The volunteer lifeboat crew at St Abbs have agreed to take back the pagers they use in emergencies and continue to respond to call-outs.
Last week the volunteers, angry at the RNLI’s decision to shut down the station this summer and use the Eyemouth boats as cover, had turned in the pagers.
Angus Skene, Deputy Launching Authority, who oversees the lifeboat as it goes out, had said last week that the 14 strong crew and onshore volunteers would no longer use the lifeboat to respond to emergencies, and would instead use their own boats.
But the crew agreed to take back their pagers after a meeting on Friday night (May 15).
The crew members felt they had to do so ahead of the busy summer diving season, but pledged to continue campaigning to save the station.
A spokesperson said: “With another busy weekend of diving, water sports, fishing and walking looming, and a bank holiday due next weekend [May 25], they felt they could not leave users of this stretch of coastline vulnerable and without the vital and swift coverage their Atlantic 75 lifeboat provides”.
The RNLI said changes in technology - not cost cutting - mean the station is no longer needed, and they can provide a better service by closing it, adding an extra lifeboat to the Eyemouth station two miles away: “This review hasn’t been about putting any sort of cover into jeopardy, it is about making the best use of our resources in the area, and it is about making sure the funds that our supporters give us are spent wisely where they are needed so we get a good layout of stations around our coast.”
Paul Crowe, helmsman for 19 years, said retaining the station was “a peace of mind thing” to have when going out on the water, and stressed that the running costs of the station at St Abbs were well below the national average.
“The RNLI are suggesting the service won’t be affected by the change,” he said, “but we find that to be just completely untrue.”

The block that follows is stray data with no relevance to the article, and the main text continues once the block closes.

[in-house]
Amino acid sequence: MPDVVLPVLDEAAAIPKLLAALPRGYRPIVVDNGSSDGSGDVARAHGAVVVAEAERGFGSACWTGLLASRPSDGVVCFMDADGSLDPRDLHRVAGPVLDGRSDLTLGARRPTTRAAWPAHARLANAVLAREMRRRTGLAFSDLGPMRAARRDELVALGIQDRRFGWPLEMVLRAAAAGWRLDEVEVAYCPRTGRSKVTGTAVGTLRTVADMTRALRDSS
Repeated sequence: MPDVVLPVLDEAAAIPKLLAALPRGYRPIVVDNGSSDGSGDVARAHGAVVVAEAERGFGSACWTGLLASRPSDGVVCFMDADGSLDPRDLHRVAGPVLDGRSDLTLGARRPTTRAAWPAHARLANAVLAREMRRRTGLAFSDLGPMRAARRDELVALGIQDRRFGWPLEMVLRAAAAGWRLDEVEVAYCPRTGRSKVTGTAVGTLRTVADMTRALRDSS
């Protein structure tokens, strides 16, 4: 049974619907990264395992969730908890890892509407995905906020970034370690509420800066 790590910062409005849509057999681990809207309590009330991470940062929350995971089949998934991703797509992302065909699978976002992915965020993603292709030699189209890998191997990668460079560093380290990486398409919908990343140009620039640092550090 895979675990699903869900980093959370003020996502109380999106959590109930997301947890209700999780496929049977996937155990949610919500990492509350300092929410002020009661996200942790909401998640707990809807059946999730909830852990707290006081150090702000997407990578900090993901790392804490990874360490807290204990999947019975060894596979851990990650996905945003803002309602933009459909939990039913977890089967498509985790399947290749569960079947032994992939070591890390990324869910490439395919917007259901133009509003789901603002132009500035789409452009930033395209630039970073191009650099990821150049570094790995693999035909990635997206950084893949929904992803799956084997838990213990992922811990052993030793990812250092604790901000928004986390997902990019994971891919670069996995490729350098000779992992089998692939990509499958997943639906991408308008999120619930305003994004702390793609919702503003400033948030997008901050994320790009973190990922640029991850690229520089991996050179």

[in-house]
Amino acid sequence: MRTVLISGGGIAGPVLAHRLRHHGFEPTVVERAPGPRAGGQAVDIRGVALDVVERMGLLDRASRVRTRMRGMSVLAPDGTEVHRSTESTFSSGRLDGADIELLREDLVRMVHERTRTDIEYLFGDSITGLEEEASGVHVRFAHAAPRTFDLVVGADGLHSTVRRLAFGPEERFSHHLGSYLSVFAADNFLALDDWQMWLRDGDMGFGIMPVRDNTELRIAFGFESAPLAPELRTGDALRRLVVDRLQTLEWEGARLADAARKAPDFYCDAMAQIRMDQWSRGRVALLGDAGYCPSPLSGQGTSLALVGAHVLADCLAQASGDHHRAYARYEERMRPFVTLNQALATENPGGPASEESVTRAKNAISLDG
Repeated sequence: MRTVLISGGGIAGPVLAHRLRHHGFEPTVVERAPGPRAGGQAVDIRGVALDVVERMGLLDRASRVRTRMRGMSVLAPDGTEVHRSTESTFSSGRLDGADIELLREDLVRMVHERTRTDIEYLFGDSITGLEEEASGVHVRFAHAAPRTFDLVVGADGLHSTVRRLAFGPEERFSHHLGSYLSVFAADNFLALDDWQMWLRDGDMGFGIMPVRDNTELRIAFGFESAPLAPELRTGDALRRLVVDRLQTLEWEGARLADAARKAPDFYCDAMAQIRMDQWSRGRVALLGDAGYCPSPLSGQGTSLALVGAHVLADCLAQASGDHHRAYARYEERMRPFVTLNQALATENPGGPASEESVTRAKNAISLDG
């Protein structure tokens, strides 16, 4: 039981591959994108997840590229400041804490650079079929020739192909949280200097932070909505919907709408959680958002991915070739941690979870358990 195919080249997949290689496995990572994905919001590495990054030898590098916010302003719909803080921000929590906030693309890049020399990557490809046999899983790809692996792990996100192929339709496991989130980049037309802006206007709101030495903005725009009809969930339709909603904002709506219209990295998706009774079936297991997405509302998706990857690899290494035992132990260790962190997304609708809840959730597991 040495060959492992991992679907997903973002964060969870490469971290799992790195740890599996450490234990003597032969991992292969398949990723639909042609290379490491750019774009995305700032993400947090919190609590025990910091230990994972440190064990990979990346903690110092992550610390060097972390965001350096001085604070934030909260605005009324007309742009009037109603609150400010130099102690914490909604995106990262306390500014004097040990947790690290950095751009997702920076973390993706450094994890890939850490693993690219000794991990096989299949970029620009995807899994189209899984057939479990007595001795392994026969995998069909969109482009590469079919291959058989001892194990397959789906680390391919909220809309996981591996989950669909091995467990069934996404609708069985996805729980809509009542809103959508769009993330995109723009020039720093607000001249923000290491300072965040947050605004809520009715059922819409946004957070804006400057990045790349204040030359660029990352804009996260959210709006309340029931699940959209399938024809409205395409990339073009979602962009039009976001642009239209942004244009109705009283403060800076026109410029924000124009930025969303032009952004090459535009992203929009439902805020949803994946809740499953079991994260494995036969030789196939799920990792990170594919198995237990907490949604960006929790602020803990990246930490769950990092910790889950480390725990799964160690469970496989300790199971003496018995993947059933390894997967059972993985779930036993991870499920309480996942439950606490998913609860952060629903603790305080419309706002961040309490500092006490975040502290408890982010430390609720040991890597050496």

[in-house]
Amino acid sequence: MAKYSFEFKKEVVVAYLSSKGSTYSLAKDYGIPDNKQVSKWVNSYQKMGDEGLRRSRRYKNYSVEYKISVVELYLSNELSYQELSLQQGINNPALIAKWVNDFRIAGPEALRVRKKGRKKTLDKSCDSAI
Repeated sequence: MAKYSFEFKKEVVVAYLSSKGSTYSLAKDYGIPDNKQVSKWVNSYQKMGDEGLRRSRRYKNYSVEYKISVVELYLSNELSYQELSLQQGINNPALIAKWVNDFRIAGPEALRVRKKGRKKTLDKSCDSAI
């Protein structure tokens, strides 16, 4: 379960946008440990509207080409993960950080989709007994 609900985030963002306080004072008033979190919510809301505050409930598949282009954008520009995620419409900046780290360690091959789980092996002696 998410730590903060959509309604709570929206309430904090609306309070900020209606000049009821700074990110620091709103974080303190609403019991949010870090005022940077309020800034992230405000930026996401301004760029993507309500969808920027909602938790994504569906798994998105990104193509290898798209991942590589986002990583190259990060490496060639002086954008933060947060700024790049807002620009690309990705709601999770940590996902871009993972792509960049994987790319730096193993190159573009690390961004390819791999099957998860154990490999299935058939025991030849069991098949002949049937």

Crew committee member Euan Gibson said: “While the doors are still open to the launching station, we will fight this decision. “This is not about pride or anything like that. It’s purely about the fact that this change will put lives in danger.” The pair stressed the unique nature of the coastline to the north of St Abbs, and the fact that predominant wind conditions would make it more difficult for an Eyemouth boat to reach emergencies.
“The majority of dive boats and fishing boats both go north of St Abbs,” said Euan. “In case of an emergency, time - seconds - is crucial. As well as that, the local knowledge that the crew here have, years and years all together, is something that you just cannot afford to lose.”
Euan added people don’t have to go far from the harbour to be in serious danger.
“There is a good spot for free diving just the other side of the harbour wall,” he said, pointing out the spot, less than 50 yards from the lifeboat station. “And it’s not been unknown for people to need our help there. If we weren’t the first on the scene in that scenario, then who would be?”
Meanwhile, the online petition against the station’s closure has been signed by more than 2,900 people.
To add your name, go to www.change.org/p/rnli-keep-st-abbs-lifeboat-station-open.
The video above shows the St Abbs and Eyemouth boats working together recently to rescue a diver, on what Paul Crowe described as a deceptively calm day at sea.